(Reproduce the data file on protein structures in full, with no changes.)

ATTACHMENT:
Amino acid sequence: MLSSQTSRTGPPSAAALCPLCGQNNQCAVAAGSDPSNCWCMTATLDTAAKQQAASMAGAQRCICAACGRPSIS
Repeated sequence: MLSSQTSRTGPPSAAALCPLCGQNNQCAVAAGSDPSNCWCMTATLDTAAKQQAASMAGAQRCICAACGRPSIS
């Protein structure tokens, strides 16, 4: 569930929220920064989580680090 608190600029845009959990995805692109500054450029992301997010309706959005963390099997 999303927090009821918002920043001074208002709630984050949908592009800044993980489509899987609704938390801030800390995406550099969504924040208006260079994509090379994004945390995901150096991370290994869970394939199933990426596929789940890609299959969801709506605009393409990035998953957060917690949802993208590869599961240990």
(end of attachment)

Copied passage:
Amino acid sequence: MLSSQTSRTGPPSAAALCPLCGQNNQCAVAAGSDPSNCWCMTATLDTAAKQQAASMAGAQRCICAACGRPSIS
Repeated sequence: MLSSQTSRTGPPSAAALCPLCGQNNQCAVAAGSDPSNCWCMTATLDTAAKQQAASMAGAQRCICAACGRPSIS
């Protein structure tokens, strides 16, 4: 569930929220920064989580680090 608190600029845009959990995805692109500054450029992301997010309706959005963390099997 999303927090009821918002920043001074208002709630984050949908592009800044993980489509899987609704938390801030800390995406550099969504924040208006260079994509090379994004945390995901150096991370290994869970394939199933990426596929789940890609299959969801709506605009393409990035998953957060917690949802993208590869599961240990």